When is a high unemployment rate not a concern? When it's a sign of a growing economy.
At least that's how economists are explaining why they are not concerned about New York's 8.7 percent unemployment rate - almost double the national average, and one of the nation's highest.
Instead, the prospect of opportunity - the city created 60,000 new jobs last year - is enticing workers back from other states or getting them out knocking on doors. One sign of this: The city's total labor pool increased by 3 percent last year. "This usually happens in young cities, not mature ones," says Rae Rosen, a senior economist for the Federal Reserve Bank of New York. "People are flooding back."
The New York example might be useful for other older cities that are also lagging behind the national economy. For example, Baltimore (8.2 percent unemployment) and the Washington (7.8 percent) are still losing jobs. Other large cities with relatively high unemployment rates include Los Angeles (6.8 percent) and Detroit (6.5 percent). However, both cities have started to add new jobs.
The New York example shows how an older city can rebound. Much of the bounce has come from the service sector - advertising and law firms, accountants and management consultants. Yet there have also been governmental actions that have spurred businesses.
The New York model
In his State of the City speech last week, Mayor Rudolph Giuliani said he would continue his efforts to restructure New York's economy by revitalizing the private sector. He plans to do this by continuing to make the city a safer place to work and live, lowering taxes on business, and continuing to hype the city as being the "capital of the world."
Another Giuliani initiative is moving people on welfare to workfare. The welfare rolls have dropped by nearly 300,000 people. Economists believe some of these people have rejoined the work force. Still, many other New Yorkers, who have been discouraged, are now back pounding the pavement.
"The economy is purring along so the unemployed have become optimistic that opportunities are available," says John Wieting, the regional commissioner of the Bureau of Labor Statistics.
For example, this past March when the newly renovated Roosevelt Hotel advertised for workers, some 4,000 hopefuls lined up to apply for 700 jobs. "Some of the people had been out of work for some time," recalls Jim Heineman, the general manager. "But, that didn't matter, we were looking for people with genuine smiles."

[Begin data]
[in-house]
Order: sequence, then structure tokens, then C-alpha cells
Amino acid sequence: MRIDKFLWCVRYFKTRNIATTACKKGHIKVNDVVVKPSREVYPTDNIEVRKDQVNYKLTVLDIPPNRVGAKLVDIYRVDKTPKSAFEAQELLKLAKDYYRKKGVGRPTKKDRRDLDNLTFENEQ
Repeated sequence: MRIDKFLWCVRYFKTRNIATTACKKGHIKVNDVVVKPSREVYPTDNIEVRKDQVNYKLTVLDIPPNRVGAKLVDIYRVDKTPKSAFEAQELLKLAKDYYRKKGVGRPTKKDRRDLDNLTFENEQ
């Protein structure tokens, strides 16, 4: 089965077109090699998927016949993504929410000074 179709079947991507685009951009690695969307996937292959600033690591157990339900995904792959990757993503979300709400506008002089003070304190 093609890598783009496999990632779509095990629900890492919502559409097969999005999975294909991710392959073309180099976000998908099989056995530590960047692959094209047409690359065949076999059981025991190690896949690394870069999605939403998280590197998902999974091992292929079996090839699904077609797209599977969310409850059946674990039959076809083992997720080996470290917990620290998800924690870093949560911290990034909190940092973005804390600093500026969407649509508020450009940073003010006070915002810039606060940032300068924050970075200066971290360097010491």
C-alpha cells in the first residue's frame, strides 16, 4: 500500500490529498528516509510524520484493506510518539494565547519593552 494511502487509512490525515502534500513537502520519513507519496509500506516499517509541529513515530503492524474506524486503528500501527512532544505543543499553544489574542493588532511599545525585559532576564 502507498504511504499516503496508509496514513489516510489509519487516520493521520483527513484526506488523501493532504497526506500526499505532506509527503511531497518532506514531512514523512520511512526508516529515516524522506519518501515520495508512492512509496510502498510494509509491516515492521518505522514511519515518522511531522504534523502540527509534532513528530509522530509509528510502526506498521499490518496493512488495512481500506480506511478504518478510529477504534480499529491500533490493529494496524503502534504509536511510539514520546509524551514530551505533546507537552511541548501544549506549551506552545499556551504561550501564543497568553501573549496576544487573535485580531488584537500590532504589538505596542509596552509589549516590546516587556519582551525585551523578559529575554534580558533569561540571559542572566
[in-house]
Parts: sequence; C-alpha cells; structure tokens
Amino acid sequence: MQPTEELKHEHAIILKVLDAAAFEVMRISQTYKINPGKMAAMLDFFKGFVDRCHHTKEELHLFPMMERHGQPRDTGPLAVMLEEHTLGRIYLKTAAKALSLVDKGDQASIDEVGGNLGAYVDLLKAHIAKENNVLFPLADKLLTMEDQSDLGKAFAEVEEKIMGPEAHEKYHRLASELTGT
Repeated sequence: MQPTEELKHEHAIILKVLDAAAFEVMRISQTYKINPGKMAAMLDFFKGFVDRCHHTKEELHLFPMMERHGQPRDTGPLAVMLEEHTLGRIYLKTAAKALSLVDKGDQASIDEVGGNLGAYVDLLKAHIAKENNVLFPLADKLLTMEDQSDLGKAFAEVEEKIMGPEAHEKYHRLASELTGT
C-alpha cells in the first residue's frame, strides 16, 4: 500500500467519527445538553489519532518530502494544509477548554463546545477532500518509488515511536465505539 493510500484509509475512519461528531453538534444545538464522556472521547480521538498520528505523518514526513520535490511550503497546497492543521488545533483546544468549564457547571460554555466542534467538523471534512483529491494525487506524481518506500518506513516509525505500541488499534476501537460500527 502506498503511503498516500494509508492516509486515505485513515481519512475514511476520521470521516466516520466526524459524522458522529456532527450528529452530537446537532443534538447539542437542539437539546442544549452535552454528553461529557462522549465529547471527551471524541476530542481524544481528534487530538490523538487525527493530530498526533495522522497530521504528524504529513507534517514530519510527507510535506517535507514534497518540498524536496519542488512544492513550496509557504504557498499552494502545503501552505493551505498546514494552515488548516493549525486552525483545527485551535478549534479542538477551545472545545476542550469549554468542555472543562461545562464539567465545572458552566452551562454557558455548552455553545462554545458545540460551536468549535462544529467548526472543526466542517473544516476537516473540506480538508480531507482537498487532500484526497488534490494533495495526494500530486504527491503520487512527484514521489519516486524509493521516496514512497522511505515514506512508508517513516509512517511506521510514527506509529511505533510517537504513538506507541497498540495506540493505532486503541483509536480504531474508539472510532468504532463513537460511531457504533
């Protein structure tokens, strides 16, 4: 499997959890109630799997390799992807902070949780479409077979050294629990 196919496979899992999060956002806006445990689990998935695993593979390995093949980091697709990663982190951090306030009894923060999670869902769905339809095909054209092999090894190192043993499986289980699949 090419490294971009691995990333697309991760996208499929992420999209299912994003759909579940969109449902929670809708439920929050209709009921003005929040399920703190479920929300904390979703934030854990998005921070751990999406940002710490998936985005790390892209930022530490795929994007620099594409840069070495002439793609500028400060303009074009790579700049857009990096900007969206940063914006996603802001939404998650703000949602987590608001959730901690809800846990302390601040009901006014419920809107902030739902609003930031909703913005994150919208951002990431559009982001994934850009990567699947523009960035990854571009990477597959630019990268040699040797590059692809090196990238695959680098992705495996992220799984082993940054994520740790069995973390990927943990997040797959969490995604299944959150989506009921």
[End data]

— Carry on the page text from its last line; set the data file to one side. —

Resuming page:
Those who are returning are finding a relatively buoyant job market. Indeed, the want ads are filled with job offers for computer operators, management consultants, and retail positions.
According to the Conference Board, a New York business research organization, the level of help-wanted advertising shows that new jobs are being created here at a faster rate than the national average. "It's a market that has returned to health," says Ken Goldstein, a labor economist with the Conference Board.
In addition, new commercial and residential construction has increased the demand for welders, plumbers, concrete workers, and other tradesmen. Even manufacturing, in decline for years, has stabilized. "We're still losing jobs but the pace has slowed," says Mr. Wieting.
Where the job growth is
Although Wall Street is roaring, the big brokerage houses, trying to avoid the boom-bust cycle, have not increased their employment in a significant way. "It's not like the boom years in the 1980s, it's more of an income or payroll effect than an employment effect," says Wieting.
Insurance, too, is lagging and commercial banking in New York is still contracting.
Instead, much of the job growth is in business and consumer services, and retail trade. There are help-wanted ads, for example, at many Starbucks coffee shops, which are paying as much as $8 per hour.
Some economists, such as Ms. Rosen, are concerned that the city might be seeing a mismatch in jobs available and the skills of those looking. "We have a disproportionate number of people with postgraduate degrees and a disproportionate without high school diplomas," she says. Labor Department statistics show that in 1996, unemployment among teens, blacks, and Hispanics remained far higher than the national average.
Despite these problems, Rosen believes the economic evidence shows the New York economy is bouncing back. "The recession is always longer and deeper here. The economy marches to the tune of a very different drummer." This time, however, the tune is an upbeat one.